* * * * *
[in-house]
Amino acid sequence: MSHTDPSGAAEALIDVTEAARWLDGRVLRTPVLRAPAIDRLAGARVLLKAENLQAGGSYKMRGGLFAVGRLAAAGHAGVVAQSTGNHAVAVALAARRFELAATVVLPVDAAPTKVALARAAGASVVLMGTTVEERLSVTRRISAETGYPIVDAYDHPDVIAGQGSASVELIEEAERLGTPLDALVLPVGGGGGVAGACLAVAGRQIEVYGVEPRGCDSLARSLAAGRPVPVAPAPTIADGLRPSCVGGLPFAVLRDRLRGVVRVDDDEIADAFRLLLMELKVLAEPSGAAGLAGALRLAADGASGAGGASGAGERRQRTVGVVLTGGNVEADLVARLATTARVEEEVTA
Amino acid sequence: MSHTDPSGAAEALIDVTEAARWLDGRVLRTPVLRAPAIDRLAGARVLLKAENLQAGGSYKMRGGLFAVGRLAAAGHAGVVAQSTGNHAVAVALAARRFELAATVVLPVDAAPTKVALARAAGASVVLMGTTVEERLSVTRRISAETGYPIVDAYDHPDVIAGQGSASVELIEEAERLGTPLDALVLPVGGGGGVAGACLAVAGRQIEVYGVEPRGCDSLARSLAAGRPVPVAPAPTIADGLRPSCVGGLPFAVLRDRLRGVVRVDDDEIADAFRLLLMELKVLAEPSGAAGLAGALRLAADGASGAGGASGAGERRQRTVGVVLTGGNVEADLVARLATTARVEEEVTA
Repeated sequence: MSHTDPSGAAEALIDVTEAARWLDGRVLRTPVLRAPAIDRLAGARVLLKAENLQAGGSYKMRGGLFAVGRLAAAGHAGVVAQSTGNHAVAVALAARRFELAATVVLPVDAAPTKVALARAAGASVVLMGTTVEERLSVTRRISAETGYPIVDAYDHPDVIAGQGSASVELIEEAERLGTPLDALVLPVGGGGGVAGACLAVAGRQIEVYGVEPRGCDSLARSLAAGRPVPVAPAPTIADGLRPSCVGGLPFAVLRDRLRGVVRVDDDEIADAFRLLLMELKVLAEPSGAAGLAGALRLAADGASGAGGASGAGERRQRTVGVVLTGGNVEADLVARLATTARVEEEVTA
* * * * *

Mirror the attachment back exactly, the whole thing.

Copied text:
[in-house]
Amino acid sequence: MSHTDPSGAAEALIDVTEAARWLDGRVLRTPVLRAPAIDRLAGARVLLKAENLQAGGSYKMRGGLFAVGRLAAAGHAGVVAQSTGNHAVAVALAARRFELAATVVLPVDAAPTKVALARAAGASVVLMGTTVEERLSVTRRISAETGYPIVDAYDHPDVIAGQGSASVELIEEAERLGTPLDALVLPVGGGGGVAGACLAVAGRQIEVYGVEPRGCDSLARSLAAGRPVPVAPAPTIADGLRPSCVGGLPFAVLRDRLRGVVRVDDDEIADAFRLLLMELKVLAEPSGAAGLAGALRLAADGASGAGGASGAGERRQRTVGVVLTGGNVEADLVARLATTARVEEEVTA
Amino acid sequence: MSHTDPSGAAEALIDVTEAARWLDGRVLRTPVLRAPAIDRLAGARVLLKAENLQAGGSYKMRGGLFAVGRLAAAGHAGVVAQSTGNHAVAVALAARRFELAATVVLPVDAAPTKVALARAAGASVVLMGTTVEERLSVTRRISAETGYPIVDAYDHPDVIAGQGSASVELIEEAERLGTPLDALVLPVGGGGGVAGACLAVAGRQIEVYGVEPRGCDSLARSLAAGRPVPVAPAPTIADGLRPSCVGGLPFAVLRDRLRGVVRVDDDEIADAFRLLLMELKVLAEPSGAAGLAGALRLAADGASGAGGASGAGERRQRTVGVVLTGGNVEADLVARLATTARVEEEVTA
Repeated sequence: MSHTDPSGAAEALIDVTEAARWLDGRVLRTPVLRAPAIDRLAGARVLLKAENLQAGGSYKMRGGLFAVGRLAAAGHAGVVAQSTGNHAVAVALAARRFELAATVVLPVDAAPTKVALARAAGASVVLMGTTVEERLSVTRRISAETGYPIVDAYDHPDVIAGQGSASVELIEEAERLGTPLDALVLPVGGGGGVAGACLAVAGRQIEVYGVEPRGCDSLARSLAAGRPVPVAPAPTIADGLRPSCVGGLPFAVLRDRLRGVVRVDDDEIADAFRLLLMELKVLAEPSGAAGLAGALRLAADGASGAGGASGAGERRQRTVGVVLTGGNVEADLVARLATTARVEEEVTA